In addition to reaching parity with McDonald’s in terms of media weight, Burger King outperformed McDonald’s based on its average Ace Score for all its commercials, which worked out to 573 out of a possible 950, just below the restaurant category norm of 574. By comparison, McDonald’s average Ace Score was 538.
“Burger King is doing what it needs to be doing,” Symonds said. “Clearly they’re driving more awareness than McDonald’s. If you call it a two-person race — which it’s not, but if we’re just looking at McDonald’s versus Burger King — they’re doing all the right things. They just have to convert with their execution on the food side.”
Executives at McDonald’s recently had told securities analysts that the Golden Arches did not fear too much market share erosion from Burger King’s campaign because it would be difficult for Burger King to maintain the pace of media buying it currently is on to build awareness for the new menu.
However, Symonds noted that Burger King had managed to create a diverse mix of 15- and 30-second spots with several celebrities like David Beckham, Steven Tyler, Salma Hayek and Sofia Vergara, and the 15-second spots have Ace Scores just as high as the 30-second spots. "They can buy twice as much media and get twice as many impressions,” he said. “That gives them more flexibility and will allow them to sustain their spend longer.”
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Solid batting average for rest of the industry
Other chains performed very well during the second quarter while creating and buying time for far fewer ads than McDonald’s, Burger King and Pizza Hut, Ace Metrix found.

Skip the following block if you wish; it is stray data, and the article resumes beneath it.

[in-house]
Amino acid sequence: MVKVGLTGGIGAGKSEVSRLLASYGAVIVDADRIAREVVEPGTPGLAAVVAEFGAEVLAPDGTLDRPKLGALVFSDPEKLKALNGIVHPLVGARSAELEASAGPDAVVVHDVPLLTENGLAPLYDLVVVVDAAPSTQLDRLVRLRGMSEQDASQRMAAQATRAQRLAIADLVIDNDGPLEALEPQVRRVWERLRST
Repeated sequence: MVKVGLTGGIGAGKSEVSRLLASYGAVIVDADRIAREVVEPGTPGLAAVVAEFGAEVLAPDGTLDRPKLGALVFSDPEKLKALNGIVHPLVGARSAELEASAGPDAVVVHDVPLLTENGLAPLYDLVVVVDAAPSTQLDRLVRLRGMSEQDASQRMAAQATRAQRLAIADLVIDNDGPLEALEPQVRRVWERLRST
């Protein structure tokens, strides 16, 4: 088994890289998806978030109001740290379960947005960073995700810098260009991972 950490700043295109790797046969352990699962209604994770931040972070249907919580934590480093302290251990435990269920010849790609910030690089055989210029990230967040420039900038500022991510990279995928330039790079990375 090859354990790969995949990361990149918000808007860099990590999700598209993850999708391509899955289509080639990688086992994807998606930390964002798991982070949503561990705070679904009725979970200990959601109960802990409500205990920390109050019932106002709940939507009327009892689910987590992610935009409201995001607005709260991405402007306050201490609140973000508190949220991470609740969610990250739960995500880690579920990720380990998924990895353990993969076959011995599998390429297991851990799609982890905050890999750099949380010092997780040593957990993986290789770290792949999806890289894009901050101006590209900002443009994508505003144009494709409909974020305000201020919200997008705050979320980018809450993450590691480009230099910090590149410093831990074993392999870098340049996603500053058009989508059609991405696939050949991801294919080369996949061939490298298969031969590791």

Perennially consistent advertisers like Dairy Queen, Olive Garden and Applebee’s had the majority of their ads perform at the industry norm or better, he said. Only two of Dairy Queen’s six total ads were below the norm, while all six of Olive Garden’s ads for the quarter were at the norm or above. Applebee’s had only two ads in the quarter, but their scores for both landed in the top quintile for the industry.
Applebee’s, Olive Garden’s and Red Lobster’s average Ace Scores of 641, 622 and 604, respectively, improved sequentially from previous quarters, though the commercials were continuations of previous campaigns, Symonds noted. He speculated that this upward trend could portend more consumer interest in restaurants over the near term.
“We see that reflected in the receptiveness to advertising from restaurants,” Symonds said, “because while there hasn’t been a big shift on the creative front for Olive Garden or Red Lobster, they’re getting incrementally better scores.”
Taco Bell also was a steady performer, as only two of its seven ads for the quarter were below the norm. All four of its commercials advertising the Doritos Locos Tacos were in the top or second quintile for the industry.
“It’s a great product supported by great advertising,” Symonds said, “and that’s a formula for success.”
He also pointed out that Ruby Tuesday’s one commercial for the quarter, which promoted its signature dishes in a brand-centric campaign, had an Ace Score of 645. The ad did well because of its focus on food photography, which helped garner a high “desire” score — Ace Metrix’s measurement of how much viewers want to try the food in the ad.
“Ruby Tuesday really did well on the desire scale, and viewers loved that Pavlovian response,” he said. “The desire score was a 736, compared with the category norm of 634. A 100-point swing above the norm in a category with already high desire scores is pretty significant.”
Ace Metrix is based in Mountain View, Calif.